Col. Walker 'Bud' Mahurin 

Bud Mahurin was always photographed with a big smile on his face, especially in his early WWII photographs. He couldn't have known that he was one of few US fliers who would be shot down in two different wars.

As an outstanding young flier with the famed 56th Fighter Group in World War Two, he flew over Nazi-occupied Europe, downing 19.75 German airplanes, and later, in the Pacific, he downed 1 Japanese aircraft.

His career as a fighter pilot almost ended before it started, in August 1943, when he destroyed his P-47 while horsing around with a B-24. He flew too close, and the bomber 's propeller chewed up his Thunderbolt's tail. Mahurin managed to bail out, and he got off with no more than a $100 fine and a tongue-lashing from CO Hub Zemke. A few days later, he shot down his first German plane, an Fw-190. Flying a war bond subscription plane "SPIRIT OF ATLANTIC CITY, NJ," he scored again on September 9, and on October 4, he shot down three Bf-110s to make ace.

He became the Eighth Air Force's first double ace (10 victories) on November 26, in a raid over Bremen. As the Bf-110s came after the B-17s and B-24s, Mahurin and the rest of the 56th waded in. He get right behind his first victim, shooting off the plane's wing and probably touching off its aerial rockets in the process. As the B-17 gunners blasted away at anything that came too close, including American P-47s, Mahurin avoided their 'friendly' fire and found a second Bf-110, which he sent flaming to the ground. His third target tried the Germans' favourite, but least effective, evasive tactic - diving away. Virtually no other plane in the sky could out-dive the 'Seven Ton Milk Jug', and Mahurin caught and destroyed his third target down at 14,000 feet.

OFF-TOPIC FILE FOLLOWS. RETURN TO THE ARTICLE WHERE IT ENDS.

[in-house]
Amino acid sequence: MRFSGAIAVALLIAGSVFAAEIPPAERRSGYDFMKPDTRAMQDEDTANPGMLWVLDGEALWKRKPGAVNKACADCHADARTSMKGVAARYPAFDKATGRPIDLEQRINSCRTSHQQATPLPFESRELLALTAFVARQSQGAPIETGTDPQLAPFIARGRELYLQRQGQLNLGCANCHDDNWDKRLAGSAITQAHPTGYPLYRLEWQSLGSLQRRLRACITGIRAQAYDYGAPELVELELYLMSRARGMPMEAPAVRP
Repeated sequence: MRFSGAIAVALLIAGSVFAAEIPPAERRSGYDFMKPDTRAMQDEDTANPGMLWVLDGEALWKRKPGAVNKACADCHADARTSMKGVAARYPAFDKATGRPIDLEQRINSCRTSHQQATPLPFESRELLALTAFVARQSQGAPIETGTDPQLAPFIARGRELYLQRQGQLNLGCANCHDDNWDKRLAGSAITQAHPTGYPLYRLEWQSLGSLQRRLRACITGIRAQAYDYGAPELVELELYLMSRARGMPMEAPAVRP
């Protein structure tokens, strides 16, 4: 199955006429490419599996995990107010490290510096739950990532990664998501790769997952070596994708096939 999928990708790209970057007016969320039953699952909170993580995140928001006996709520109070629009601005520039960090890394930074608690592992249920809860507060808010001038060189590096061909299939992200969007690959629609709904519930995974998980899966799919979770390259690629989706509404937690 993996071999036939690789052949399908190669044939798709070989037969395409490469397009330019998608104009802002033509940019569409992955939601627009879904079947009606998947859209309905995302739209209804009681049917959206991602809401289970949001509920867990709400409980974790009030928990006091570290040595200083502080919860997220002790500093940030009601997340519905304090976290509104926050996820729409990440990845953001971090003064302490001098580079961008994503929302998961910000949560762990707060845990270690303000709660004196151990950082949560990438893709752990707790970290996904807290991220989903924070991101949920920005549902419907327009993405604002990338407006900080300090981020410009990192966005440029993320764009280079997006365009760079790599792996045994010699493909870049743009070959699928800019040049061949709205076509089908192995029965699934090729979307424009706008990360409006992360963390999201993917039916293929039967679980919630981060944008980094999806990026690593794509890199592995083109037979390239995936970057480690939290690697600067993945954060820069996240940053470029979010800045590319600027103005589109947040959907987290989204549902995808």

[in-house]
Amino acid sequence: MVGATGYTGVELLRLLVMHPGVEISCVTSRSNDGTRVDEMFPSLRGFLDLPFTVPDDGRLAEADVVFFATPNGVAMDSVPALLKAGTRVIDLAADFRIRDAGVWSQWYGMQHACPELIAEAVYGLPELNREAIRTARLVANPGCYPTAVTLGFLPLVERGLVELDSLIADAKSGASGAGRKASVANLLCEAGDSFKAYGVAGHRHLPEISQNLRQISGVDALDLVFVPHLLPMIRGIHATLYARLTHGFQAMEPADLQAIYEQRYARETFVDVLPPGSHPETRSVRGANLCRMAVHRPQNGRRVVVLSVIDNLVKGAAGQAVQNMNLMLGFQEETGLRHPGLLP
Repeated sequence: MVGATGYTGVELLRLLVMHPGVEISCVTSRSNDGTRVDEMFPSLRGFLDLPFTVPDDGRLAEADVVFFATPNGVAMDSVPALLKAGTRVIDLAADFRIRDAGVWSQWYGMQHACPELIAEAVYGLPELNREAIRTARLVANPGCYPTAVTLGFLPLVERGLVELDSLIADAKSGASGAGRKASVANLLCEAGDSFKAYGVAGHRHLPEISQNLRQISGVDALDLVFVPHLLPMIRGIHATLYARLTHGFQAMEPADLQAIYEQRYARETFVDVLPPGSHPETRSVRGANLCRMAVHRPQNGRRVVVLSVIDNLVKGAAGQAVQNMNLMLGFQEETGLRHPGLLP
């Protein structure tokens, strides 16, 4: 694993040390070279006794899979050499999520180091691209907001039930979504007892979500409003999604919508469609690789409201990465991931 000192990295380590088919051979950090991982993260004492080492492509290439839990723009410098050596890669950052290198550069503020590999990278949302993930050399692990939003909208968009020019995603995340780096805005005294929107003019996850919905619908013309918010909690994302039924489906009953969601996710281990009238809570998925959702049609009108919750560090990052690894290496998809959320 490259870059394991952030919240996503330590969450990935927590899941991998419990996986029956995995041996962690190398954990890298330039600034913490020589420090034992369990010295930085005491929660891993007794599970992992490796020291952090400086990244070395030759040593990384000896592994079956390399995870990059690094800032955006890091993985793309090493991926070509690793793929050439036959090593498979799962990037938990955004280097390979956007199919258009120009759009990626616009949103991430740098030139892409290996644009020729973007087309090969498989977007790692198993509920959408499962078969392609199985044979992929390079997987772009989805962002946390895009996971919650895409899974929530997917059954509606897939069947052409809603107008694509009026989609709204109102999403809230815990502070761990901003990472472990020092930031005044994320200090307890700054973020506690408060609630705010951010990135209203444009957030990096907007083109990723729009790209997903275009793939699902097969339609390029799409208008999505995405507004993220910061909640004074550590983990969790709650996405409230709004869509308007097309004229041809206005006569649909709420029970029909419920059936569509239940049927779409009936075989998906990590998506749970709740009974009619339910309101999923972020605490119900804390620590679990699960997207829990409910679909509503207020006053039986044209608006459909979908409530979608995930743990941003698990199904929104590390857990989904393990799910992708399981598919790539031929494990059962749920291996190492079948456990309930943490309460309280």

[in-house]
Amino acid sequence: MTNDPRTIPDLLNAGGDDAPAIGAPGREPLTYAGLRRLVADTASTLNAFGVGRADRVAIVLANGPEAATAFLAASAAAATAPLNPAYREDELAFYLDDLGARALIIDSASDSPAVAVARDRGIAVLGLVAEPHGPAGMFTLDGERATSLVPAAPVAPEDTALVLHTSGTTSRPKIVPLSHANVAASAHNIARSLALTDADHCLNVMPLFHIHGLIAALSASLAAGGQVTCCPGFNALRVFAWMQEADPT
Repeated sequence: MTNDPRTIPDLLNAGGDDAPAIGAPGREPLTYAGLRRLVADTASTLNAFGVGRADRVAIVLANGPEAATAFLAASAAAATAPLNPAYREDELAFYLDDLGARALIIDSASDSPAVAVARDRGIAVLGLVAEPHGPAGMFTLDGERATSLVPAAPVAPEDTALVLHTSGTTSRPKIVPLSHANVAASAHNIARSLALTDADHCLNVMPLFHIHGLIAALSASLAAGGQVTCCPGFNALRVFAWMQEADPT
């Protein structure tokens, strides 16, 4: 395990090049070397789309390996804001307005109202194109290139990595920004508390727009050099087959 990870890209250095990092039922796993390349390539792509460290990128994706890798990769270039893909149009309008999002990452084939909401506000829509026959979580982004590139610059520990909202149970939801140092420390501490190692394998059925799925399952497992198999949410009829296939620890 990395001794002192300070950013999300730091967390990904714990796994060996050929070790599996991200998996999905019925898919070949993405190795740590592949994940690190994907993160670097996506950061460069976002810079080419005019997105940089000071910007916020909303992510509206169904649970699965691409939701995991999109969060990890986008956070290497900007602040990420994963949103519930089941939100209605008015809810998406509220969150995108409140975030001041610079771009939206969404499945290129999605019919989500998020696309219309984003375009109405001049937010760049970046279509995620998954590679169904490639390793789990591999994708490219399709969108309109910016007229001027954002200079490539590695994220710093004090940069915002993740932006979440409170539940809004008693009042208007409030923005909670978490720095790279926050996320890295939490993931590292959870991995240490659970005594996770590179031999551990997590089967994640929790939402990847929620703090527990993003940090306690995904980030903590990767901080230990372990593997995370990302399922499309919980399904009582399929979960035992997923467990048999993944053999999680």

In March, 1944, he shared credit for destruction of a Do-217 bomber over Tours, but was shot down himself. He evaded capture, and made his way back to England in May. To protect the Resistance fighters, ETO rules forbade evades from flying combat in Europe. So Mahurin went to the Pacific, as CO of the 3rd Air Commando Group, and scored the last of his WWII kills there, flying P-51 Mustangs.

He stayed in the military after WWII, and was working in the Pentagon for the Secretary of the Air Force when the Korean War broke out. He quickly "got up to speed in jets," and went to Korea. He began working for Gabby Gabreski in the 51st FIW. In 1952 he was captured and tortured by the Chinese Communists.